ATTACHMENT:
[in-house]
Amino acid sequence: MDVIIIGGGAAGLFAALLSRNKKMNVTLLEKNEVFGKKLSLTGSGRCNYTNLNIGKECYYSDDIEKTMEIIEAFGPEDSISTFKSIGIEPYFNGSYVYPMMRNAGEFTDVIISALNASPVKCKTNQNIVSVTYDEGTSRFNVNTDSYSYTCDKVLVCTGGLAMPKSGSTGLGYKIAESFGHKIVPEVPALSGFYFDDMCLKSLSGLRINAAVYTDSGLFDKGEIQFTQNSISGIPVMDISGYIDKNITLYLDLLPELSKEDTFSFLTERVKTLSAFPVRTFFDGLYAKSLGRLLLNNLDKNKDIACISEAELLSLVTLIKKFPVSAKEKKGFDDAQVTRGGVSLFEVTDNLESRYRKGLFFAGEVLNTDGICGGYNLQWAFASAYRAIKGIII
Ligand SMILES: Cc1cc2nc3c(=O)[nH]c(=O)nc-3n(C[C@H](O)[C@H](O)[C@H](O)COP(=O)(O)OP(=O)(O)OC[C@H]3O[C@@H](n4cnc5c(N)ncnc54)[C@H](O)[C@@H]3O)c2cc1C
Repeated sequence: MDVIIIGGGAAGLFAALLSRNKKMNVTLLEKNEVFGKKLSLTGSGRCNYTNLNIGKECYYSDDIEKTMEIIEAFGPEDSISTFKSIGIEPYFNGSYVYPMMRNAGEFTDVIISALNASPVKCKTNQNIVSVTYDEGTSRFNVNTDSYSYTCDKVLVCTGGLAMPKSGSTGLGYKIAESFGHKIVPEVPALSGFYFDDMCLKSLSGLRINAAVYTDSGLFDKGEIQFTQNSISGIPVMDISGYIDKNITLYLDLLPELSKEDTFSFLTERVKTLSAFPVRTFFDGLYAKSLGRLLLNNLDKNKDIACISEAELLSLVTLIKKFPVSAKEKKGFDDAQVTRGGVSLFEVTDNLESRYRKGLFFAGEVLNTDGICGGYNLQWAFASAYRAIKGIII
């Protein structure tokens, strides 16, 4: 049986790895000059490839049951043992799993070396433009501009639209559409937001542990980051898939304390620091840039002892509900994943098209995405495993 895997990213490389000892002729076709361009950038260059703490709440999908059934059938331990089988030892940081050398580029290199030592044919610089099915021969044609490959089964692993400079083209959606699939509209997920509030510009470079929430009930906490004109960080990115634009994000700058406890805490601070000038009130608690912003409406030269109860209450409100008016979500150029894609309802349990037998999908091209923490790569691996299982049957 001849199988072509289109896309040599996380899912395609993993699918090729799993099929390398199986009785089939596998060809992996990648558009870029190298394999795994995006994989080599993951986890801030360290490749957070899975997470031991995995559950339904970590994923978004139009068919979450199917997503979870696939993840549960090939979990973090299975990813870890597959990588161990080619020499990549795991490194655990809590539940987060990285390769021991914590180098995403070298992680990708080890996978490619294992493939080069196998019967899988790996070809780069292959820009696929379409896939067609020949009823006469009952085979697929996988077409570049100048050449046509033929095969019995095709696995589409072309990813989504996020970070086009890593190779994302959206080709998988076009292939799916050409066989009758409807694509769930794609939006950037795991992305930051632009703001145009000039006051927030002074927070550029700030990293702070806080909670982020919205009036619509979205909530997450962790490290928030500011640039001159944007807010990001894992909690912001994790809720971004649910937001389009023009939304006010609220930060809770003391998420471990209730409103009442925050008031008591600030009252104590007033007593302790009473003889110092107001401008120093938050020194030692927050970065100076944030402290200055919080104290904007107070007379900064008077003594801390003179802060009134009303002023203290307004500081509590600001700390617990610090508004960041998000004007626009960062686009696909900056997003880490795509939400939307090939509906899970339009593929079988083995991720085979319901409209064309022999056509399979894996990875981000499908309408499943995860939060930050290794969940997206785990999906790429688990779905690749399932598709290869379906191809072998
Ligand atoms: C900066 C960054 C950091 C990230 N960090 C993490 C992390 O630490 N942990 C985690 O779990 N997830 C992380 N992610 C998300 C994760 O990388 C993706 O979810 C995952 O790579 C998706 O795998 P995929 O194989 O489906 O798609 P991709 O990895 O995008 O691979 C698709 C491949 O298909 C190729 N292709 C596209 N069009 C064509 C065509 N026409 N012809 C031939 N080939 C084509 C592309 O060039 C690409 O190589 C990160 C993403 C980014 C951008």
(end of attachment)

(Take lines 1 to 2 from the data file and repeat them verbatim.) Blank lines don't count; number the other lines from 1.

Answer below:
[in-house]
Amino acid sequence: MDVIIIGGGAAGLFAALLSRNKKMNVTLLEKNEVFGKKLSLTGSGRCNYTNLNIGKECYYSDDIEKTMEIIEAFGPEDSISTFKSIGIEPYFNGSYVYPMMRNAGEFTDVIISALNASPVKCKTNQNIVSVTYDEGTSRFNVNTDSYSYTCDKVLVCTGGLAMPKSGSTGLGYKIAESFGHKIVPEVPALSGFYFDDMCLKSLSGLRINAAVYTDSGLFDKGEIQFTQNSISGIPVMDISGYIDKNITLYLDLLPELSKEDTFSFLTERVKTLSAFPVRTFFDGLYAKSLGRLLLNNLDKNKDIACISEAELLSLVTLIKKFPVSAKEKKGFDDAQVTRGGVSLFEVTDNLESRYRKGLFFAGEVLNTDGICGGYNLQWAFASAYRAIKGIII